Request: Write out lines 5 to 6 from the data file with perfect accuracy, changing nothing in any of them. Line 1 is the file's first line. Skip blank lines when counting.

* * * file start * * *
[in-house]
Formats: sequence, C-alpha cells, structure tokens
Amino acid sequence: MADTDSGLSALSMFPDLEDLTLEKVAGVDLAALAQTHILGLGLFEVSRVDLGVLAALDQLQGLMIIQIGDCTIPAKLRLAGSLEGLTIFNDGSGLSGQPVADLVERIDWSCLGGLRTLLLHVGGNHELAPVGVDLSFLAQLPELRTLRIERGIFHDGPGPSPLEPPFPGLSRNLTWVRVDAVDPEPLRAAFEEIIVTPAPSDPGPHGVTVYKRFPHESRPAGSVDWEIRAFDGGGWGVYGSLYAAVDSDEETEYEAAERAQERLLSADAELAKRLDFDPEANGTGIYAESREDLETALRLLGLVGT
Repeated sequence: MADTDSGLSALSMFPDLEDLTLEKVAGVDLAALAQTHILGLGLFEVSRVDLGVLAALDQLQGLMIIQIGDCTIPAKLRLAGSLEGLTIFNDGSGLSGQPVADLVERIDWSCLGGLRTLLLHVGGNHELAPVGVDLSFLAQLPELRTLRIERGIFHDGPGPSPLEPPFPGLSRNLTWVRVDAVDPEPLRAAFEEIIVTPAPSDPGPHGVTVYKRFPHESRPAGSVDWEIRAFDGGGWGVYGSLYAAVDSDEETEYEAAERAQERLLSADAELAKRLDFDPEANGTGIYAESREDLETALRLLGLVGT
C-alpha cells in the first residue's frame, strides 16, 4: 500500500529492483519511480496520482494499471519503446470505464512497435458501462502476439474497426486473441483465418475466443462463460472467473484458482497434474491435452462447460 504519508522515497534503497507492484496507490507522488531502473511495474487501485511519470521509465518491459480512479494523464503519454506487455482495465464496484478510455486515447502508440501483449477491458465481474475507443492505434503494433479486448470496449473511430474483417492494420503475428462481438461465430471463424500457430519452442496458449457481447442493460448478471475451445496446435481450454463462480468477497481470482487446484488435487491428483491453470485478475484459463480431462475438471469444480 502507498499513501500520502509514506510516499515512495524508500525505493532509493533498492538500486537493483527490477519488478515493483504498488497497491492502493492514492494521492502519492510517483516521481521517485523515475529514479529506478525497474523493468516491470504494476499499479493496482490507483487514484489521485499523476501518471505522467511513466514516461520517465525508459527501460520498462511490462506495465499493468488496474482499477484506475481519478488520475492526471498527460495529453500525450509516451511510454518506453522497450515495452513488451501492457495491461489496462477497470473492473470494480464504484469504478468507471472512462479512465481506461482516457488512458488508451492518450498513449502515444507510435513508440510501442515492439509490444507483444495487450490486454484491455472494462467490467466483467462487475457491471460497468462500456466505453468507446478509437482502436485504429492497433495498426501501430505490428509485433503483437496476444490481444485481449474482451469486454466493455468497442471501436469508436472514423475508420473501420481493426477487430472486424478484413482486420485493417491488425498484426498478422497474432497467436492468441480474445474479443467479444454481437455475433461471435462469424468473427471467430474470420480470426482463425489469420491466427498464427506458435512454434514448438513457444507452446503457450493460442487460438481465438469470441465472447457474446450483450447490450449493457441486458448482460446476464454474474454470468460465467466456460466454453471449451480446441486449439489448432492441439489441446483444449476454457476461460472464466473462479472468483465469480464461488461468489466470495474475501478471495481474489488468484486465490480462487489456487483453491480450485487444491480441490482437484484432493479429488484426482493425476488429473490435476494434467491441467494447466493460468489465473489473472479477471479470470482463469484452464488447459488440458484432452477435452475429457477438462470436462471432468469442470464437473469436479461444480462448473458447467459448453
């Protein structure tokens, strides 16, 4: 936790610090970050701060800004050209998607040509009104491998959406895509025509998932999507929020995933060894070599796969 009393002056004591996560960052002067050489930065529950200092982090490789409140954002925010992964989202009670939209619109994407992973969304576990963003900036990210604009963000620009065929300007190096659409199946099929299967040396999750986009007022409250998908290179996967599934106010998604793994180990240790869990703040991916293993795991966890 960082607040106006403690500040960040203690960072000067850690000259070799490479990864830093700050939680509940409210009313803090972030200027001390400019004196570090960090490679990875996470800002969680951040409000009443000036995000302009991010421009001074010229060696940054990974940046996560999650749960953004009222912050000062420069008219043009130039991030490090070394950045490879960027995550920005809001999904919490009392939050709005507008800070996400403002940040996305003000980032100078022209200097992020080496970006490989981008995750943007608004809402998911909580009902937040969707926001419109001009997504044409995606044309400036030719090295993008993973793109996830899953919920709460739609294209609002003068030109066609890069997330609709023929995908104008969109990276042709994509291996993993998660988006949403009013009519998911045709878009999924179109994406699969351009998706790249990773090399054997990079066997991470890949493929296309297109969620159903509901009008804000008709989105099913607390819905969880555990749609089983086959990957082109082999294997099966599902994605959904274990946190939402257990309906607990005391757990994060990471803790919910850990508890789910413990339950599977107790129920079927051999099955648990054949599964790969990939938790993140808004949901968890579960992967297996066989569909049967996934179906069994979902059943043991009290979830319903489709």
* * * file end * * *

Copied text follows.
C-alpha cells in the first residue's frame, strides 16, 4: 500500500529492483519511480496520482494499471519503446470505464512497435458501462502476439474497426486473441483465418475466443462463460472467473484458482497434474491435452462447460 504519508522515497534503497507492484496507490507522488531502473511495474487501485511519470521509465518491459480512479494523464503519454506487455482495465464496484478510455486515447502508440501483449477491458465481474475507443492505434503494433479486448470496449473511430474483417492494420503475428462481438461465430471463424500457430519452442496458449457481447442493460448478471475451445496446435481450454463462480468477497481470482487446484488435487491428483491453470485478475484459463480431462475438471469444480 502507498499513501500520502509514506510516499515512495524508500525505493532509493533498492538500486537493483527490477519488478515493483504498488497497491492502493492514492494521492502519492510517483516521481521517485523515475529514479529506478525497474523493468516491470504494476499499479493496482490507483487514484489521485499523476501518471505522467511513466514516461520517465525508459527501460520498462511490462506495465499493468488496474482499477484506475481519478488520475492526471498527460495529453500525450509516451511510454518506453522497450515495452513488451501492457495491461489496462477497470473492473470494480464504484469504478468507471472512462479512465481506461482516457488512458488508451492518450498513449502515444507510435513508440510501442515492439509490444507483444495487450490486454484491455472494462467490467466483467462487475457491471460497468462500456466505453468507446478509437482502436485504429492497433495498426501501430505490428509485433503483437496476444490481444485481449474482451469486454466493455468497442471501436469508436472514423475508420473501420481493426477487430472486424478484413482486420485493417491488425498484426498478422497474432497467436492468441480474445474479443467479444454481437455475433461471435462469424468473427471467430474470420480470426482463425489469420491466427498464427506458435512454434514448438513457444507452446503457450493460442487460438481465438469470441465472447457474446450483450447490450449493457441486458448482460446476464454474474454470468460465467466456460466454453471449451480446441486449439489448432492441439489441446483444449476454457476461460472464466473462479472468483465469480464461488461468489466470495474475501478471495481474489488468484486465490480462487489456487483453491480450485487444491480441490482437484484432493479429488484426482493425476488429473490435476494434467491441467494447466493460468489465473489473472479477471479470470482463469484452464488447459488440458484432452477435452475429457477438462470436462471432468469442470464437473469436479461444480462448473458447467459448453
């Protein structure tokens, strides 16, 4: 936790610090970050701060800004050209998607040509009104491998959406895509025509998932999507929020995933060894070599796969 009393002056004591996560960052002067050489930065529950200092982090490789409140954002925010992964989202009670939209619109994407992973969304576990963003900036990210604009963000620009065929300007190096659409199946099929299967040396999750986009007022409250998908290179996967599934106010998604793994180990240790869990703040991916293993795991966890 960082607040106006403690500040960040203690960072000067850690000259070799490479990864830093700050939680509940409210009313803090972030200027001390400019004196570090960090490679990875996470800002969680951040409000009443000036995000302009991010421009001074010229060696940054990974940046996560999650749960953004009222912050000062420069008219043009130039991030490090070394950045490879960027995550920005809001999904919490009392939050709005507008800070996400403002940040996305003000980032100078022209200097992020080496970006490989981008995750943007608004809402998911909580009902937040969707926001419109001009997504044409995606044309400036030719090295993008993973793109996830899953919920709460739609294209609002003068030109066609890069997330609709023929995908104008969109990276042709994509291996993993998660988006949403009013009519998911045709878009999924179109994406699969351009998706790249990773090399054997990079066997991470890949493929296309297109969620159903509901009008804000008709989105099913607390819905969880555990749609089983086959990957082109082999294997099966599902994605959904274990946190939402257990309906607990005391757990994060990471803790919910850990508890789910413990339950599977107790129920079927051999099955648990054949599964790969990939938790993140808004949901968890579960992967297996066989569909049967996934179906069994979902059943043991009290979830319903489709």